© Manuel Capurso.
Manuel Capurso writes:
In a metropolis like London, people tend to exist in their own world: their existence as social creatures rapidly diminishes. The result is a sort of public culture that promotes detachment over engagement and where the basis of social solidarity loses significance.
In this contest the drop in centre in Church Street represents a sort of unique experience, where old people can create and maintain “personal communities”. For most of the users the centre is their main form of social contact. Some of them are poor, in poor health or without family support. By contrast, others have friends outside the centre, from whom they bring stories for those who are more isolated, and they represent a sort of virtual bridge to the outside world.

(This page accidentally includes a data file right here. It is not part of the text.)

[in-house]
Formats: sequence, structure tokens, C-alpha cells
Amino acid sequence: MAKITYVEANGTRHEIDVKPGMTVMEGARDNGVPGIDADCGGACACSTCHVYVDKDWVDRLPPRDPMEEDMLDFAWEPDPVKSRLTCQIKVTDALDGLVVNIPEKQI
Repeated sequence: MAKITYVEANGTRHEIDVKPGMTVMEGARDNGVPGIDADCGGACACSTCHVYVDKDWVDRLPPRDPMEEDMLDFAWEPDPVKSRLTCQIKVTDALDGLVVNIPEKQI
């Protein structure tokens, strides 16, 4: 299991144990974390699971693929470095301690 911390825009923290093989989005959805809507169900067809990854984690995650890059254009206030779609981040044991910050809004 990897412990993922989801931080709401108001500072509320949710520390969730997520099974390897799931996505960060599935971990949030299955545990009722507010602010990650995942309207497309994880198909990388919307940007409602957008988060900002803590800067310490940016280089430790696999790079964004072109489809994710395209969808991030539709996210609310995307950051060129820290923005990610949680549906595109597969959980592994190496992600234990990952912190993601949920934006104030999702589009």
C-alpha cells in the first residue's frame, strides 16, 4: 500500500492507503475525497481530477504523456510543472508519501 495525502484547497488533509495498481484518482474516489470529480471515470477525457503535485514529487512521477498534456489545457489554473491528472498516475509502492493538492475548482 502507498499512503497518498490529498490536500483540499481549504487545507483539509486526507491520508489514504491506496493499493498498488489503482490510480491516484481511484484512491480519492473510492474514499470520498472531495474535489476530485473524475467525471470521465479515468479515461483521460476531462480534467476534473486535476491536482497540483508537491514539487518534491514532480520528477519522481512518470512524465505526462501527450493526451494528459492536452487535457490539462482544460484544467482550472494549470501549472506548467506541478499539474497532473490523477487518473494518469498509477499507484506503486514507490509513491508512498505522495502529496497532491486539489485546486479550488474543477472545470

I spent one week there, the first couple of days trying to engage with them, introducing myself, talking to them, as I was aware that I was breaking their routine. Only after few days, when the novelty effect was over, I started taking pictures, getting varied reaction but being generally accepted as a silent presence. I tried to represent their dignity in the face of the social marginalisation they suffer in the outside world.
… for The London Column. © Manuel Capurso.